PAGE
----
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DesertIn physical geography, a desert is a landscape form or region that receives little precipitation. As a consequence, deserts have a reputation for supporting very little life. Compared to wetter regions this may be true, although upon closer examination, deserts often harbor a wealth of life that usually remains hidden (especially during the daylight) to preserve moisture.
Desert landscapes have certain common features. Desert soil is often composed mostly of sand and sand dunes may be present. Exposures of rocky terrain are typical, and reflect minimal soil development and sparseness of vegetation. Bottom lands may be salt-covered flats.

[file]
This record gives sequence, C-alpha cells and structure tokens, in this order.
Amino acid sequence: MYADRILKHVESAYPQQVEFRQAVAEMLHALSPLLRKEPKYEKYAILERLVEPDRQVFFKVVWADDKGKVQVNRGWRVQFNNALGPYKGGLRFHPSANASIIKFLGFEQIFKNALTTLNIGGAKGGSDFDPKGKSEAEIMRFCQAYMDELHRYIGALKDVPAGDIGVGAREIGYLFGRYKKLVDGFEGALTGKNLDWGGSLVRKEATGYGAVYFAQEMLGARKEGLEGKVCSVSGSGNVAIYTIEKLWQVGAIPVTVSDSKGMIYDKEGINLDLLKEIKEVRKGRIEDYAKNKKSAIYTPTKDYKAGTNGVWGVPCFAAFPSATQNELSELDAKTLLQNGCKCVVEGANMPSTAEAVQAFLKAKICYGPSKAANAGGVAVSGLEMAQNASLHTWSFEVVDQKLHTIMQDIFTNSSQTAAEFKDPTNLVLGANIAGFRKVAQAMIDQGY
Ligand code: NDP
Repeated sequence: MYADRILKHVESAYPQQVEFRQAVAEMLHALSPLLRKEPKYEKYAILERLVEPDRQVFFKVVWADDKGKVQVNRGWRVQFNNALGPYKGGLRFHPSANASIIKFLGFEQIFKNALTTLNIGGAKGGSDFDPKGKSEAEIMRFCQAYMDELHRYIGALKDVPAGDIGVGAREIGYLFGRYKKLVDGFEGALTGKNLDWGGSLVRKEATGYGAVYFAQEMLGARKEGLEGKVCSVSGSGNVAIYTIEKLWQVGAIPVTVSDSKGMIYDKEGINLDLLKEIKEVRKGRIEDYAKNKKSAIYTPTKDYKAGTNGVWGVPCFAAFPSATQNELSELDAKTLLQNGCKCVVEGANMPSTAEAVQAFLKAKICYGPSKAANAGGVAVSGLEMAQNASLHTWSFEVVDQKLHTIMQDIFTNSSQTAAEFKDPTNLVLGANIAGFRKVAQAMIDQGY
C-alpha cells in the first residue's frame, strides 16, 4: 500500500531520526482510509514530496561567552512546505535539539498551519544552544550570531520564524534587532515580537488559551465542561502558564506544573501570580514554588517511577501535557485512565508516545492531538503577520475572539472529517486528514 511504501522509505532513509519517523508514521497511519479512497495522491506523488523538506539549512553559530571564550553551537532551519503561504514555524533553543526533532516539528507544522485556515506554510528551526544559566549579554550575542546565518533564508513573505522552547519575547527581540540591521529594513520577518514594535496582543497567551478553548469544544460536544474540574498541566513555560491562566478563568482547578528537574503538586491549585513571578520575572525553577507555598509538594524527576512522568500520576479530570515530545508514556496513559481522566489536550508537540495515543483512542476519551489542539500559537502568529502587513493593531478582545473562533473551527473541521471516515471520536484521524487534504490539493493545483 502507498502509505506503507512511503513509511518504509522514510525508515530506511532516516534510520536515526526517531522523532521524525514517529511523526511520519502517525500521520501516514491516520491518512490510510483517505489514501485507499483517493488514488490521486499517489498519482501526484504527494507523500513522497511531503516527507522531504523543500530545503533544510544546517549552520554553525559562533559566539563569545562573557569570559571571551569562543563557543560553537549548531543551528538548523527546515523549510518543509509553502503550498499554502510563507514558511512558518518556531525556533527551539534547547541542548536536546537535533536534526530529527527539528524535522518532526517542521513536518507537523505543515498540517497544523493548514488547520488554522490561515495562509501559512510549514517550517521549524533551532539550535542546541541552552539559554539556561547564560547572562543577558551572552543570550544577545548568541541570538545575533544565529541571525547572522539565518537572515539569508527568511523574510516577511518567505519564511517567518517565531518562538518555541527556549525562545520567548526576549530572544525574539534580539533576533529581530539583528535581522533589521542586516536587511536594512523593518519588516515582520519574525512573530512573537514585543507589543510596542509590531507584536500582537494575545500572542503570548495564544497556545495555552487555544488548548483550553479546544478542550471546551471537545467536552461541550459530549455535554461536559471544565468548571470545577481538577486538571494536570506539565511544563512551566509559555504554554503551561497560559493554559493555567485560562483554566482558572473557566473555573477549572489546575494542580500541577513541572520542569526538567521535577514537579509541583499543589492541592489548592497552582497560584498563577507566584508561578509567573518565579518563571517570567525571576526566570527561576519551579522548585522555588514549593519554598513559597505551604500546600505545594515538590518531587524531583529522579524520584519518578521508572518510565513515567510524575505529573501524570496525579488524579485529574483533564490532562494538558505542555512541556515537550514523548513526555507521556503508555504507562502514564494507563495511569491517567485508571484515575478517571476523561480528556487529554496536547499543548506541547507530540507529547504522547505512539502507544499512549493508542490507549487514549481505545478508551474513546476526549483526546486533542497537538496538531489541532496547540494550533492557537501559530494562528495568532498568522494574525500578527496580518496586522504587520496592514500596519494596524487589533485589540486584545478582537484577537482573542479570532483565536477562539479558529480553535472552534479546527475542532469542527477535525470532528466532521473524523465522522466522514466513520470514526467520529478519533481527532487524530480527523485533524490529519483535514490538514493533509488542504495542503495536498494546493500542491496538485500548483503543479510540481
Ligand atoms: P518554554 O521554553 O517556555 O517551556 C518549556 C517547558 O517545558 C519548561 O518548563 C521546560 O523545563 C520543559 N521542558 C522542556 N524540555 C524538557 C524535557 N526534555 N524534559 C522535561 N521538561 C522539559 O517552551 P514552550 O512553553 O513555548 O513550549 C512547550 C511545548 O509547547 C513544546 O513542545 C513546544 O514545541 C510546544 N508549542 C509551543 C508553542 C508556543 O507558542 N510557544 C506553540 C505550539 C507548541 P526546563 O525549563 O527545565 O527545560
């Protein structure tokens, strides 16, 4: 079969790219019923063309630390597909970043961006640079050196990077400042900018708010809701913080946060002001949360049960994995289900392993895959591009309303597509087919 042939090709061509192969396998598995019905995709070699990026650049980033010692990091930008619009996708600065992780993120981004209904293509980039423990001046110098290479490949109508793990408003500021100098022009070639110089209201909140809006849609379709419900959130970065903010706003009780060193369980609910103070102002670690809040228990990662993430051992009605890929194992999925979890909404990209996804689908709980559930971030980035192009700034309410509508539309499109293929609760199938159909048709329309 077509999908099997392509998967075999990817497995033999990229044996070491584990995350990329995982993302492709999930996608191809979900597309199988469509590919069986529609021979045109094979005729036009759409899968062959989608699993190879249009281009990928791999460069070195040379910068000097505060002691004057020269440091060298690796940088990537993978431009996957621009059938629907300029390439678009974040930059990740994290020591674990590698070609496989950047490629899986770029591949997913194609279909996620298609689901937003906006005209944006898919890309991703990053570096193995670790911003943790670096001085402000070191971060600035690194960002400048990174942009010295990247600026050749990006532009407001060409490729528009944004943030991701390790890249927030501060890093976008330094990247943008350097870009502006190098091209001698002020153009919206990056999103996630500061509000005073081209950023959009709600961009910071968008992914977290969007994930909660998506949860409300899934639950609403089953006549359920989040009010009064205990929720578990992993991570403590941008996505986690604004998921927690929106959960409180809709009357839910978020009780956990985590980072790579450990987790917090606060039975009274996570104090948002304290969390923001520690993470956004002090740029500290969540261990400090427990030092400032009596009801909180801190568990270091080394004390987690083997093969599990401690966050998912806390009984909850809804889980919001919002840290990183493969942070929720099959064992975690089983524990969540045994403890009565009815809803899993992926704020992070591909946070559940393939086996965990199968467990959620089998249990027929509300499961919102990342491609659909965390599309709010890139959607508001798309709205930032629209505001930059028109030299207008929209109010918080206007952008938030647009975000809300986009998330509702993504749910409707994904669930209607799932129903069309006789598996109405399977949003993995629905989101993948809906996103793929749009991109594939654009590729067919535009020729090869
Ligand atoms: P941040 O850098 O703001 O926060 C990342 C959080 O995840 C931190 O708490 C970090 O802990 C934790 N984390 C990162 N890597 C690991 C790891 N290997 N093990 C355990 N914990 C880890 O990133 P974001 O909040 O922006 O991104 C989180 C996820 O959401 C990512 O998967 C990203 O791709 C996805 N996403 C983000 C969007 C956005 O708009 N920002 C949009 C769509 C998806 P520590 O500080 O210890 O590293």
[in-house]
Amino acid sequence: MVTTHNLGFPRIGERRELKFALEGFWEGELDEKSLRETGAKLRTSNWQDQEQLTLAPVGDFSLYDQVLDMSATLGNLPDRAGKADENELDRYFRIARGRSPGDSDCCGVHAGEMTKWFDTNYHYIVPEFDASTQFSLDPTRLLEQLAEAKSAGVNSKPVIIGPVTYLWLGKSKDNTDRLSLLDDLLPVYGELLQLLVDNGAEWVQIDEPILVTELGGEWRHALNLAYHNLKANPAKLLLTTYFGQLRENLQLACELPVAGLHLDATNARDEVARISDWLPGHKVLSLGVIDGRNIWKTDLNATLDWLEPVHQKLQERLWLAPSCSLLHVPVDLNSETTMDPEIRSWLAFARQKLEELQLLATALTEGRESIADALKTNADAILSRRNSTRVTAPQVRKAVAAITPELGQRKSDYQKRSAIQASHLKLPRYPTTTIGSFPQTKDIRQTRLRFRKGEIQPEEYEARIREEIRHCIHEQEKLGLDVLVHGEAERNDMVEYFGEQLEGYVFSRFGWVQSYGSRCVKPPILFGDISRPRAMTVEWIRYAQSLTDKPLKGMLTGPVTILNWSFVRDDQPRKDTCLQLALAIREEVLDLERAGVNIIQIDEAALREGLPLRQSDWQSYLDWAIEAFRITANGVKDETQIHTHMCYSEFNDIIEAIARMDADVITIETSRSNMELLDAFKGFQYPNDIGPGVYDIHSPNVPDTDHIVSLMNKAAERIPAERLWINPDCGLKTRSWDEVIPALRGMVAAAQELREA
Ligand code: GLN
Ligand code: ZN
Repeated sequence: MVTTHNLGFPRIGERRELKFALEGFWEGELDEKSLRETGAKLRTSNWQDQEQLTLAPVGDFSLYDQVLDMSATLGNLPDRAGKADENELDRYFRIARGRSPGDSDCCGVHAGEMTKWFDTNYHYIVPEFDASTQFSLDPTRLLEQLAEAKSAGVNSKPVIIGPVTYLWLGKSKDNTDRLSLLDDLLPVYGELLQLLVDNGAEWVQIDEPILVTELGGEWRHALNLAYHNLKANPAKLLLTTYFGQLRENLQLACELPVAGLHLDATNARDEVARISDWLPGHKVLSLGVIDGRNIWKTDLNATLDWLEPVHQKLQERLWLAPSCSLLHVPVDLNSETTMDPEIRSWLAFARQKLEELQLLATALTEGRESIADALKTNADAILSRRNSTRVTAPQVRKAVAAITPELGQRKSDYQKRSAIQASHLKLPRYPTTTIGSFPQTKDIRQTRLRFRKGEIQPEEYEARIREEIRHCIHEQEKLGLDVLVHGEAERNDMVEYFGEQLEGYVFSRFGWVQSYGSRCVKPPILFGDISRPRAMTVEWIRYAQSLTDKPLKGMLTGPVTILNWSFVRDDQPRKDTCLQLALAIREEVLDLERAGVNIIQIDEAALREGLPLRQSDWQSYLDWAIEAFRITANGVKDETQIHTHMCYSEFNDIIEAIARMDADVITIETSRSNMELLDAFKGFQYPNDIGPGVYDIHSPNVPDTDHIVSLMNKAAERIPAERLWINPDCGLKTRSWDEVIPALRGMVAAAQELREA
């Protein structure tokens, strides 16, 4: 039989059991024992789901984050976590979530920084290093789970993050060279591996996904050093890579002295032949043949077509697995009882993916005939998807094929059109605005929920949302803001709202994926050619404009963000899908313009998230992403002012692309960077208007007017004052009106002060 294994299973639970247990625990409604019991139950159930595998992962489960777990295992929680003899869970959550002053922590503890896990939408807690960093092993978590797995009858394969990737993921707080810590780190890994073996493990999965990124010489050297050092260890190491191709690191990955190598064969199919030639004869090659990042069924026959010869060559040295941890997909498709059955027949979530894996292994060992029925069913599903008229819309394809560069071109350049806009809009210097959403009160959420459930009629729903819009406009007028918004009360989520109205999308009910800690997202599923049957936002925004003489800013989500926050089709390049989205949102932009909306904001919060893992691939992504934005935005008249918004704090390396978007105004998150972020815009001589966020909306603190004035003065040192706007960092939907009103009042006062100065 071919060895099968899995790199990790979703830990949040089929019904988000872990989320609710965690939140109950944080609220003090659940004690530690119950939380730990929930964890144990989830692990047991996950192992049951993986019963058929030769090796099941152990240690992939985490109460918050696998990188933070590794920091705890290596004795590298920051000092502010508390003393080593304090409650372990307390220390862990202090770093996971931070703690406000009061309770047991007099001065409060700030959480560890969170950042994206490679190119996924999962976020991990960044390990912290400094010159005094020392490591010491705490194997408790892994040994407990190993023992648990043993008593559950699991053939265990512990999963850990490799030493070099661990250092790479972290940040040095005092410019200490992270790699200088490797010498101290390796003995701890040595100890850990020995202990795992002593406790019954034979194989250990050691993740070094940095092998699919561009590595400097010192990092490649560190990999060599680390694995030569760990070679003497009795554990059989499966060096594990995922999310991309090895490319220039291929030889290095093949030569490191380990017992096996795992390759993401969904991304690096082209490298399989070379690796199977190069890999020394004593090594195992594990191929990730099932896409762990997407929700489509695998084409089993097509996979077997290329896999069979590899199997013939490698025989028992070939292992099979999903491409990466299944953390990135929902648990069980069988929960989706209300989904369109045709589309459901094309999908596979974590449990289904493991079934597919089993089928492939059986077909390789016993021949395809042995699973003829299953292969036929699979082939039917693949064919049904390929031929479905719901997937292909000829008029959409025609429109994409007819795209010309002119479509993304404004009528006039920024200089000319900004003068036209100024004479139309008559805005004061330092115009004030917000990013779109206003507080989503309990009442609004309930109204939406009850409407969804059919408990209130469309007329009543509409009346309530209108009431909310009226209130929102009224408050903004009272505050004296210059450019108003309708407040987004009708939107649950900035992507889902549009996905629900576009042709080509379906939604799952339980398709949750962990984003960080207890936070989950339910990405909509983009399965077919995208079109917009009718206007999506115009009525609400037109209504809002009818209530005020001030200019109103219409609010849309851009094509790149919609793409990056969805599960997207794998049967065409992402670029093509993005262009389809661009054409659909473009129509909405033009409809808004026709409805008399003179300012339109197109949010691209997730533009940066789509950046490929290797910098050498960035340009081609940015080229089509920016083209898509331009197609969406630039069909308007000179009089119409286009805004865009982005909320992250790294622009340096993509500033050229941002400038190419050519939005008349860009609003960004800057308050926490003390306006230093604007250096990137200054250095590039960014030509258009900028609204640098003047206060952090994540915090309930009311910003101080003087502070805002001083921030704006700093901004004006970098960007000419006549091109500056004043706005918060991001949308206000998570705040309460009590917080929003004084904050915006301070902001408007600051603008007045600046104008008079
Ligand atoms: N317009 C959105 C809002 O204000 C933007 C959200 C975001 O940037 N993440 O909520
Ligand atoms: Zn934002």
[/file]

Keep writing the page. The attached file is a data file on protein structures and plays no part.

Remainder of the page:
There are different forms of deserts. Some places are deserts even though covered in snow. This remarkable fact comes about because such locations don't receive much precipitation, but what falls remains frozen as snow pack. Non-polar deserts are hot because they have little water. Water tends to have a cooling, or at least a moderating, effect in environments where it is plentiful. In many parts of the world deserts are created by a rain shadow effect in which air masses lose much of their moisture as they move over a mountain range. (Katabatic or Foehn winds)
See also Deserts and Xeric Shrublands.
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